All of Coriolanus’s machinations would be stifling to read about if not for a secondary character that I more than once wished were the protagonist instead. Sejanus Plinth moved to the Capitol from District 2 as a child after his father became wealthy. Though Coriolanus sees the Plinths as hopelessly backward and sneers at their new money, he secretly wants their comfort for himself. Sejanus is, in Coriolanus’s mind, naïve to care about class differences and rebellions when fitting in is the path to safety and power. I’d also have enjoyed the story of a small group that included Sejanus and Coriolanus working through the difference between what they’ve been told to believe in the Capitol and the truth of their world, because realization and awakenings are central to young adult literature and also themes that follow people throughout their lives. Because, again, as we all know, Coriolanus is choosing villainy, and Sejanus is choosing something else.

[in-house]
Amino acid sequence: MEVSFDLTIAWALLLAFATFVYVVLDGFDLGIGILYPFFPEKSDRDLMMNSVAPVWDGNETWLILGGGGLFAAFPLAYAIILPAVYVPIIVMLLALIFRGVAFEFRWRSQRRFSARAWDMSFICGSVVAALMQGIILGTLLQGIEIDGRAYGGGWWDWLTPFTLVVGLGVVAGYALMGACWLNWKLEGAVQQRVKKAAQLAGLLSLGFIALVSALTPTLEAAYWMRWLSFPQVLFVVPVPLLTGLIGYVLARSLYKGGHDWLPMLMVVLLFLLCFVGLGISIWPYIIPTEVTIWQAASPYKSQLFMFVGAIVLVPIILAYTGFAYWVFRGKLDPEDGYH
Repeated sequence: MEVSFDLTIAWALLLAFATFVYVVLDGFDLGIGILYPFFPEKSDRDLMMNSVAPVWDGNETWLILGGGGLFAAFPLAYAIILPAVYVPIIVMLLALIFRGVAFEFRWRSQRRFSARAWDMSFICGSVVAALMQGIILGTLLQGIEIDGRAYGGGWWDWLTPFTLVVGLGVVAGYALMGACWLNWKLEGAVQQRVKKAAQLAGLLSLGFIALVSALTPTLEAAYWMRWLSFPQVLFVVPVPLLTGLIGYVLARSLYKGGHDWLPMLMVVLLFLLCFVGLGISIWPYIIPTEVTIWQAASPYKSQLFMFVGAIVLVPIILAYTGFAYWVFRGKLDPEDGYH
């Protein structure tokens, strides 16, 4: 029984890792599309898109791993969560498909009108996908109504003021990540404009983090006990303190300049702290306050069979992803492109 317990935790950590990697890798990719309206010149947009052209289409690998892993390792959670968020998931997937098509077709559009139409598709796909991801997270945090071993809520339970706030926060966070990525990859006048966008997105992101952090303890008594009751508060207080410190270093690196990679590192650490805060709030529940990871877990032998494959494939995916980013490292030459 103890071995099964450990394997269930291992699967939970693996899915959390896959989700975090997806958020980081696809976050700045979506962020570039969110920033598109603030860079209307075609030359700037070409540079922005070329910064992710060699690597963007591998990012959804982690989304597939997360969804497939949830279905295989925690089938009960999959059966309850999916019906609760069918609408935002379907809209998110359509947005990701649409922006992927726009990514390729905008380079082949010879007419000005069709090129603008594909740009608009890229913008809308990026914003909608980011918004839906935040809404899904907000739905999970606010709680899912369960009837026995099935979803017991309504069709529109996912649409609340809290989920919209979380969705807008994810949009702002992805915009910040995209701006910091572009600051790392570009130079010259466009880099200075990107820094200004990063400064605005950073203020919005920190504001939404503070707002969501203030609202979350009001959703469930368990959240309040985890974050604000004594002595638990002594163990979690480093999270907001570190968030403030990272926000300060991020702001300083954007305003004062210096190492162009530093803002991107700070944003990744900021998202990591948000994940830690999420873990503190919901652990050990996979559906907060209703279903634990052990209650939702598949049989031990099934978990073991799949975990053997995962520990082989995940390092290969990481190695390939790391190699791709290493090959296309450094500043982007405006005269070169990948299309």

And, again, it’s not that we can’t or shouldn’t read about villainy, or tragedy—and it is a tragedy when any one of us refuses responsibility to care for others—but why this?

I’m a fast reader, but it took me two months to read all of Songbirds and Snakes; I stalled out just past the halfway point in frustration (and, admittedly, due to life events, social media overload, too much bad TV, work deadlines, a surfeit of email, overdue personal projects, and other distractions). In the meantime, I zipped through a copy of Goldilocks by Laura Lam, which engages with some of the questions I’d been turning over in my mind while trying to figure out the why of this prequel, and that prompted me to finish my read and review project. Surely, there had to be more to Songbirds and Snakes.